Preview Mode Links will not work in preview mode

Welcome to Ludology, an analytical discussion of the hows and whys of the world of board games. Rather than news and reviews, Ludology explores a variety of topics about games from a wider lens, as well as discuss game history, game design and game players.

We post a new Ludology episode every other week. In these episodes, hosts Erica Bouyouris, Gil Hova, Scott Rogers, and Sen-Foong Lim deep-dive into a single topic within game design, often with a well-regarded guest from the game industry. We generally focus on tabletop game design (mainly board games and RPGs), but we often pull in experts from all forms of games, from video games to escape rooms to slot machines.

On weeks where there is no flagship Ludology episode, we will alternate between two smaller mini-sodes.

GameTek is a long-running feature from the Dice Tower podcast by Ludology co-founder Geoff Engelstein that explores the math and science behind games.  GameTek Classic episodes were once broadcast on The Dice Tower podcast, while other GameTek episodes were recorded specially for Ludology.

Biography of a Board Game is a series hosted by Scott Rogers that explores the history behind classic and modern board games. It was once on The Dice Tower, but has since moved full-time to Ludology.

We aim for most Ludology episodes to be timeless, so you are welcome to explore our entire catalog. Most of it should age quite well. The podcast was started in 2011 by Geoff Engelstein and Ryan Sturm, with Mike Fitzgerald taking over for Ryan in 2015. Gil joined the show in 2017 when Mike stepped aside, and Emma joined in 2019 when Geoff ended his tenure as host. Emma left in 2021, and Erica and Sen joined us.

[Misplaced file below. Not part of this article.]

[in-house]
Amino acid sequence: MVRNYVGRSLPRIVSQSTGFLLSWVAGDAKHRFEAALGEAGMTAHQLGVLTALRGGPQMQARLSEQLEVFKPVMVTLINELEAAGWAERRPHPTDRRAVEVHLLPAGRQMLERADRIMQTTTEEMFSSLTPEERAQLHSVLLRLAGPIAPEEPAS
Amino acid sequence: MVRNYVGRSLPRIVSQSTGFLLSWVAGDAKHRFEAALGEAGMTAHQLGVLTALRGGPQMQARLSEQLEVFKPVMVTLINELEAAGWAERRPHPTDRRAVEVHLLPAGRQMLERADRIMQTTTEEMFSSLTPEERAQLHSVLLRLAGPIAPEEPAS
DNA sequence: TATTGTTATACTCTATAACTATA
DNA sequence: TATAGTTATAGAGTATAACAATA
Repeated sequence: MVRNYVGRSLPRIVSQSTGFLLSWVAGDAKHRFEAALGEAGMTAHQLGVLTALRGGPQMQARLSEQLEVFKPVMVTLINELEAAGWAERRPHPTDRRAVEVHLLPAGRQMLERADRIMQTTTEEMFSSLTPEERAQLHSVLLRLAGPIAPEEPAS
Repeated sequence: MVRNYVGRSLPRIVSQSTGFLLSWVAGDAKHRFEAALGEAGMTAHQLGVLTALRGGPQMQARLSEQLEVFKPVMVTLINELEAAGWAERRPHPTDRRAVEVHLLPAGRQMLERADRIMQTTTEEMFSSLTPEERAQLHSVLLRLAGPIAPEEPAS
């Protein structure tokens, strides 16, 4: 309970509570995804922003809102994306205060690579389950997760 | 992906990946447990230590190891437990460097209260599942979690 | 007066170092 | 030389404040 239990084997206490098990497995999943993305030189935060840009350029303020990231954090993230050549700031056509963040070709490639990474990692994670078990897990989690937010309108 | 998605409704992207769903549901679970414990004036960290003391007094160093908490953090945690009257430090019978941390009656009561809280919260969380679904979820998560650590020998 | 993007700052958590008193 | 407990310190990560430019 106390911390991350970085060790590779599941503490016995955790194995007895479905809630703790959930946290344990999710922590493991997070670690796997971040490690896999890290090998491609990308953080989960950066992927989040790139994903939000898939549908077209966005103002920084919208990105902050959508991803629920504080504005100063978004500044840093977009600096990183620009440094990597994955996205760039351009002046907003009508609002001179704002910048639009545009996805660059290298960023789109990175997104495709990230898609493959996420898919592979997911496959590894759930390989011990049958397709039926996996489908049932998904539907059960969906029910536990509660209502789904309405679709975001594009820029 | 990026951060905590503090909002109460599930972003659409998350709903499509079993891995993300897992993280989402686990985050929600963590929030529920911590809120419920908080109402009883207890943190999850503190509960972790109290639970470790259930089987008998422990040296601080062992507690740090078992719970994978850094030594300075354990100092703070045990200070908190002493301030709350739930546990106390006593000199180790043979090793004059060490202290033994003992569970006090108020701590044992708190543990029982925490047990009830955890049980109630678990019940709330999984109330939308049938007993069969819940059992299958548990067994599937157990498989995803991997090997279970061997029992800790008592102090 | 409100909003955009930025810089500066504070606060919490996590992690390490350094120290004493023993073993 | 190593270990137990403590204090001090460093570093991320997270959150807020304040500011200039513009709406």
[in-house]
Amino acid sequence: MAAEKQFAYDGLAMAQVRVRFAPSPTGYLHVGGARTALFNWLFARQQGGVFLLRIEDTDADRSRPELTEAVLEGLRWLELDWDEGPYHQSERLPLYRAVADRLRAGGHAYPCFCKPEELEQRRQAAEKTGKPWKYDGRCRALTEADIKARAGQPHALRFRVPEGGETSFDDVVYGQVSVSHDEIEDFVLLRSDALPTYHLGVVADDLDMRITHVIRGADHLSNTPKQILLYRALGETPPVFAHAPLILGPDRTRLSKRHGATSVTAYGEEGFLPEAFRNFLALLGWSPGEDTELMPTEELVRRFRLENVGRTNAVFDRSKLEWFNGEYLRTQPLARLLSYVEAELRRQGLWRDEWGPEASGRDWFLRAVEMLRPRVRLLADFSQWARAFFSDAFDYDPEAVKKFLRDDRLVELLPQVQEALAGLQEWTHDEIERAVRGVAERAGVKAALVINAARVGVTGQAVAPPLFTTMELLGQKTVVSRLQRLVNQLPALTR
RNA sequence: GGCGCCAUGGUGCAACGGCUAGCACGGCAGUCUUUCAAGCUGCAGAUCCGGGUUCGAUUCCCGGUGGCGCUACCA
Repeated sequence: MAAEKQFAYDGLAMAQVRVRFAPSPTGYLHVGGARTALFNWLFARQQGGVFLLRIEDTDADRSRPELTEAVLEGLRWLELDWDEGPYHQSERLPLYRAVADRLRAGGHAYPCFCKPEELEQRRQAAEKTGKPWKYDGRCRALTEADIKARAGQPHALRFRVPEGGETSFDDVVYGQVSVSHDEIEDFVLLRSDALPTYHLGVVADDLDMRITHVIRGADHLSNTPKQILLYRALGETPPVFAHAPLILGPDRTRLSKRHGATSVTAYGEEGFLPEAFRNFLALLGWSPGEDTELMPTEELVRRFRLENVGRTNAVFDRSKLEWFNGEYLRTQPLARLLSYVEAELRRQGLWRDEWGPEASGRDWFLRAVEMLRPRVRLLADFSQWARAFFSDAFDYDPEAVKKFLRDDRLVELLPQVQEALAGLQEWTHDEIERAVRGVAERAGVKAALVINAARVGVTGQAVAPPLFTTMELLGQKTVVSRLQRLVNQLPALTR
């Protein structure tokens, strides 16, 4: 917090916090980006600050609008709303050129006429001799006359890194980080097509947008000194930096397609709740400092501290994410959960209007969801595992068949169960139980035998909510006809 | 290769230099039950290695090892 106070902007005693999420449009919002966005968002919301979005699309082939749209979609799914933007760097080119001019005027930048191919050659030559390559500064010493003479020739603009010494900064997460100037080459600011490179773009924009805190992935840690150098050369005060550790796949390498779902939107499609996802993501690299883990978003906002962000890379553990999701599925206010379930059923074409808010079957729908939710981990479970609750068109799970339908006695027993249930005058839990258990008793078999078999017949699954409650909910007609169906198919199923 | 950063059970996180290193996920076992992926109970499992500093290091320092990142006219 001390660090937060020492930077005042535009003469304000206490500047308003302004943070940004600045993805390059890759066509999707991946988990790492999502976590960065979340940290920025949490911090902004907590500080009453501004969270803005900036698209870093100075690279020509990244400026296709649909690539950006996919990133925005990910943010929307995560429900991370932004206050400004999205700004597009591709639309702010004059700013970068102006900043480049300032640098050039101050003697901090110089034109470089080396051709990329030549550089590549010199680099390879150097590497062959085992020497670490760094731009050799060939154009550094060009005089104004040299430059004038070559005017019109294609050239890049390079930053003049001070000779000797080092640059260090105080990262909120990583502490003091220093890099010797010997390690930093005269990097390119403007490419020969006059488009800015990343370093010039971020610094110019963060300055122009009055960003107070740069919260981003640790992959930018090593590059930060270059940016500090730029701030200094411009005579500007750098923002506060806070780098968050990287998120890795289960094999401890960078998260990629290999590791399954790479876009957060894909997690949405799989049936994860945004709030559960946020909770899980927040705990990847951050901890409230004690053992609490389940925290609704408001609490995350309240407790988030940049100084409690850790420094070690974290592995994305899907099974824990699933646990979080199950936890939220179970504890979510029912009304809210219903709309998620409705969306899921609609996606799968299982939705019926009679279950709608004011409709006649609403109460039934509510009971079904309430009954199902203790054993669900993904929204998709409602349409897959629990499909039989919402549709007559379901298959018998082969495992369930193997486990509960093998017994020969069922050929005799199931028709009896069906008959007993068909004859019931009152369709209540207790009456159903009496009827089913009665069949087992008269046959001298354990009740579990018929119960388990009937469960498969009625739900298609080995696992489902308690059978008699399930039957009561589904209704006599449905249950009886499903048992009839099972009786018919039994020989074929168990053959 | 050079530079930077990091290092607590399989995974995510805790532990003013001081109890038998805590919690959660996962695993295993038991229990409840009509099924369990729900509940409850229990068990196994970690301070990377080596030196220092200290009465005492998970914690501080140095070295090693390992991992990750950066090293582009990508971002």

Have your own thoughts about our topics? We encourage you to visit us at our guild on Boardgamegeek to get involved in a continuing discussion.

You can also email us at

Ludology is made possible through the support and donations of listeners like you.

Become a Patron of Ludology:

Become a patron

Make a one-time donation here. The donation will take you to "Bedbug Comics" - that's Scott's account.

Ludology is part of The Dice Tower Network, the premier board game media network.

Mar 22, 2020

Emma and Gil welcome Jonny Pac, designer of Coloma and other games set in the Gold Rush West. Our main topic of discussion is multiple paths to victory: what it brings to a game, what kinds of games need it, what kinds of games don't, and how to avoid the dreaded "point salad" effect.

Jonny's published games:

  • Hangtown
  • Coloma
  • A Fistful of Meeples
  • Sierra West
  • Lions of Lydia (on Kickstarter as of the release of this episode!)
  • Merchant's Cove

Show notes:

06m28s: Jonny likens Scythe to a race game. Check out Chapter 2 of Characteristics of Games (George Skaff Elias, Richard Garfield, K. Robert Gutschera) for more information about the distinction between a "race" and a "brawl."

07m35s: Games mentioned:
Lords of Waterdeep
Caylus 1303

08m32s: Games mentioned:

09m48s: Games mentioned:
7 Wonders Duel

12m56s: Ah, the "Victory Points Suck" argument! Here is the original talk, and here is the rebuttal blog post that Gil wrote. (Scott Westerfeld is actually a really cool person; he was just being a bit hyperbolic.)

13m32s: Games mentioned:
Get Bit
Red Dragon Inn

15m02s: Games mentioned:

18m06s: Games mentioned:
El Grande
6 Nimmt!

22m27s: Games mentioned:
Point Salad

32m01s: Games mentioned:
Century: Spice Road

34m09s: Games mentioned:

35m58s: Games mentioned:
Terra Mystica

42m12s: Games mentioned:

46m47s: Games mentioned:
Ticket to Ride

49m28s: Zero-level heuristics - the strategies and tactics players embrace when first learning the game. Go back to Characteristics of Games, Chapter 4, for an excellent introduction to this topic.

51m11s: Games mentioned:
Stone Age

53m14s: Games mentioned:

56m38s: Tragedy of the Commons is a well-known game theory problem that pits collective good versus self-interest. 

1h01m55s: Games mentioned:
Santa Maria
Raja of the Ganges
Castles of Burgundy

1h04m58s: For those who may not know, ASCAP and BMI are the two largest music performance rights organizations in America. They monitor radio play and live performances, and make sure that every time a song is played publicly, its rightsholder gets paid.

1h06m27s: Eat Poop You Cat is the activity that Telestrations was based on.

1h09m42s: More info on Placerville, CA

1h13m42s: Games mentioned:
Five Tribes

1h14m34s: Jonny is referring to Ludology 176 - Taxonomy Driver.